I started reading The Poppy War because a ton of my friends online were saying this was the best fantasy novel they’ve read. You know me, I have to investigate the hype of any book when it sounds like that. I’ve never read a military fantasy before. I thought I might have, but according to the Internet your character needs to be in the military doing military things strategizing for a big old war. And this definitely falls into that category.
TW: This book discusses brutal battles with a lot of gore. There are also discussion and usage of drugs like heroin, mushrooms, and opium. There’s some discussion about rape and sexual assault, so FYI in case you’re super sensitive to those topics.
The book is about a young girl named Rin who is about to be married off to an old rich man. Because that’s not the life she wants, she decides to study for a placement test and joins Sinegard’s elite military school. For all intents and purposes, she has no training, no education, and no family. She enters the school and told that her class needs to pass some vigorous tests before they can actually stay at the school. The first year is spent learning everything she can to face and fight other students for a position.
She comes to know Jiang, the Lore teacher and drug addict. He believes in a faith where the gods imbue you with their powers and you act as a conduit to unleash those powers. However, in order to rise to the level of the gods, you need to take strong opiates like heroin or opium.
As Rin is in school with her classmates and friends, the war between the Federation and the Empire begins. Since this is the military school, everyone is immediately deployed to different regimes. Rin, because of her abilities to access fire power from the Phoenix god, she’s assigned to the 13th regime, a group specially assembled to do the Empress’s dirty work. They’re not regarded as the elite team even though they have the most power. Instead, it’s a misfit group of opium addicts slowly going insane from the usage of the drug and access to their power. However, they’re the most powerful and led by Altan, the strongest and last known Speerly to exist after the second Poppy War.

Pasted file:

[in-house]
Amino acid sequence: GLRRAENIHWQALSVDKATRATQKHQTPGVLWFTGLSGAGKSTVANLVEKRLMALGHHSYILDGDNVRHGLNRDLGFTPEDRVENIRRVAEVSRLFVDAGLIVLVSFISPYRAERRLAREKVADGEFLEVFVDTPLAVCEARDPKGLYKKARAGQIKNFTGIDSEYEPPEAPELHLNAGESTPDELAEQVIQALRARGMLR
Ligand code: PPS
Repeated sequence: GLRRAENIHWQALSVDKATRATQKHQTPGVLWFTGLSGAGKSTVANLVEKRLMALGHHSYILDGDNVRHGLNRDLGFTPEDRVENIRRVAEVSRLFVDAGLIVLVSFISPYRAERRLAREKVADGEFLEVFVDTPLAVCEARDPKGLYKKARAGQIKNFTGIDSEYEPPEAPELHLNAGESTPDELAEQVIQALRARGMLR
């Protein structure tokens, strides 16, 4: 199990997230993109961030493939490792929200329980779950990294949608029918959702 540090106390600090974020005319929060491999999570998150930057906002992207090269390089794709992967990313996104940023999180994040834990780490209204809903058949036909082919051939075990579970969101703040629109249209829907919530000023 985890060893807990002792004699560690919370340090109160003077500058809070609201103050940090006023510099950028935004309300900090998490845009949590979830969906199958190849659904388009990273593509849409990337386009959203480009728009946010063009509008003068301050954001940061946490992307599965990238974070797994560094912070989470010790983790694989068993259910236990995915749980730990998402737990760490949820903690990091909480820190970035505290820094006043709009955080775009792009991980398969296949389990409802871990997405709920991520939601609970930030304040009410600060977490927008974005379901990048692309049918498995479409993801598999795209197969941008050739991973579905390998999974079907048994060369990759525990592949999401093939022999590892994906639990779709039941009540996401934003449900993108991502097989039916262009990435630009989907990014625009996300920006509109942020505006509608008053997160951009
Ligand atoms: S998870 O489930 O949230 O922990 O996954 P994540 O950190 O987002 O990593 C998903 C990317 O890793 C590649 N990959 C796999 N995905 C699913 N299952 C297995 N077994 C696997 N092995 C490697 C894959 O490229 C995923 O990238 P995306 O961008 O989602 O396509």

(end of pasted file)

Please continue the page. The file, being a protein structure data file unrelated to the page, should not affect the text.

With this group, they begin the big fight to preserve their country from the Mugen Federation only to find some surprising truths about their world.
If you’re new to fantasy, this might be an easy book to digest. There isn’t a lot of usage of magic and other fantasy elements and focuses more on the military aspects of the story. It also uses real-life events that you can easily google if you need to brought back down to Earth. However, I think you’ll enjoy this one as a nice entry to the fantasy universe.
The main part I absolutely loved is that this book is the origin story of a villain. I didn’t realize this until my friend Sachi pointed it out to me, but it all makes sense. All the moments in Rin’s life that I brushed off are now blinking at me like red lights. The murders, the hunger for power; it all feels like Rin is on her way to being a terrible villain. However, what’s difficult to really comprehend is that she has justification for everything she’s done. It’s not good justification, but when you’re looking for revenge or freedom there’s a level of evil you need to get. That’s exactly what Rin does and hopefully doesn’t become her fate.